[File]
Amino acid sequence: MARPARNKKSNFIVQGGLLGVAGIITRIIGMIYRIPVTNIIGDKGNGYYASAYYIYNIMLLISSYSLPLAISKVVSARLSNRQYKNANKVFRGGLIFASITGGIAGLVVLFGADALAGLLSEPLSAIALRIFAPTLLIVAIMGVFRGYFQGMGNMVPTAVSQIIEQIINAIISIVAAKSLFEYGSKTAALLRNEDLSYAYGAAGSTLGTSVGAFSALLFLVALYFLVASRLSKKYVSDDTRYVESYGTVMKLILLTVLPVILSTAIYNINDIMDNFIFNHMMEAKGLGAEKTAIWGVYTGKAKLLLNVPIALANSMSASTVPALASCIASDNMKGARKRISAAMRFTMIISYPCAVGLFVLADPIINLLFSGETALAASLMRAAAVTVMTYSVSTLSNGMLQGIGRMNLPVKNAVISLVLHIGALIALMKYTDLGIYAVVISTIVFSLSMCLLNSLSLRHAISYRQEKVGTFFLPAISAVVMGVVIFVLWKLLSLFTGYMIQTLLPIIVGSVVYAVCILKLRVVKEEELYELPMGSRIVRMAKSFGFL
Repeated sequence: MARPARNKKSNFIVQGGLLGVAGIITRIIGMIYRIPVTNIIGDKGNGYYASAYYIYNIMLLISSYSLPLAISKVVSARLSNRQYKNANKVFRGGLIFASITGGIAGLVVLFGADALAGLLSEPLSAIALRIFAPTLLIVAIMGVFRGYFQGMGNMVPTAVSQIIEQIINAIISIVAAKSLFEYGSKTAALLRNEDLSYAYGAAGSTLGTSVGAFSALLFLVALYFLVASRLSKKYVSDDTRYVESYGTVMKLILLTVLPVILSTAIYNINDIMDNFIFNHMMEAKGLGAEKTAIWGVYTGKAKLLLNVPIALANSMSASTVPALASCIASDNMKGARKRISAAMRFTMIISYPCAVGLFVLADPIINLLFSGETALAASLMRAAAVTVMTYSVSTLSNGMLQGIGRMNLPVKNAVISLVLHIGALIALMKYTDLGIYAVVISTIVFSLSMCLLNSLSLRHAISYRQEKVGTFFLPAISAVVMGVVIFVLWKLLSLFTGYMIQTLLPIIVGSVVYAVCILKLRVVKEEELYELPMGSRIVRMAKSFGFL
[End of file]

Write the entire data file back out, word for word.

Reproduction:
Amino acid sequence: MARPARNKKSNFIVQGGLLGVAGIITRIIGMIYRIPVTNIIGDKGNGYYASAYYIYNIMLLISSYSLPLAISKVVSARLSNRQYKNANKVFRGGLIFASITGGIAGLVVLFGADALAGLLSEPLSAIALRIFAPTLLIVAIMGVFRGYFQGMGNMVPTAVSQIIEQIINAIISIVAAKSLFEYGSKTAALLRNEDLSYAYGAAGSTLGTSVGAFSALLFLVALYFLVASRLSKKYVSDDTRYVESYGTVMKLILLTVLPVILSTAIYNINDIMDNFIFNHMMEAKGLGAEKTAIWGVYTGKAKLLLNVPIALANSMSASTVPALASCIASDNMKGARKRISAAMRFTMIISYPCAVGLFVLADPIINLLFSGETALAASLMRAAAVTVMTYSVSTLSNGMLQGIGRMNLPVKNAVISLVLHIGALIALMKYTDLGIYAVVISTIVFSLSMCLLNSLSLRHAISYRQEKVGTFFLPAISAVVMGVVIFVLWKLLSLFTGYMIQTLLPIIVGSVVYAVCILKLRVVKEEELYELPMGSRIVRMAKSFGFL
Repeated sequence: MARPARNKKSNFIVQGGLLGVAGIITRIIGMIYRIPVTNIIGDKGNGYYASAYYIYNIMLLISSYSLPLAISKVVSARLSNRQYKNANKVFRGGLIFASITGGIAGLVVLFGADALAGLLSEPLSAIALRIFAPTLLIVAIMGVFRGYFQGMGNMVPTAVSQIIEQIINAIISIVAAKSLFEYGSKTAALLRNEDLSYAYGAAGSTLGTSVGAFSALLFLVALYFLVASRLSKKYVSDDTRYVESYGTVMKLILLTVLPVILSTAIYNINDIMDNFIFNHMMEAKGLGAEKTAIWGVYTGKAKLLLNVPIALANSMSASTVPALASCIASDNMKGARKRISAAMRFTMIISYPCAVGLFVLADPIINLLFSGETALAASLMRAAAVTVMTYSVSTLSNGMLQGIGRMNLPVKNAVISLVLHIGALIALMKYTDLGIYAVVISTIVFSLSMCLLNSLSLRHAISYRQEKVGTFFLPAISAVVMGVVIFVLWKLLSLFTGYMIQTLLPIIVGSVVYAVCILKLRVVKEEELYELPMGSRIVRMAKSFGFL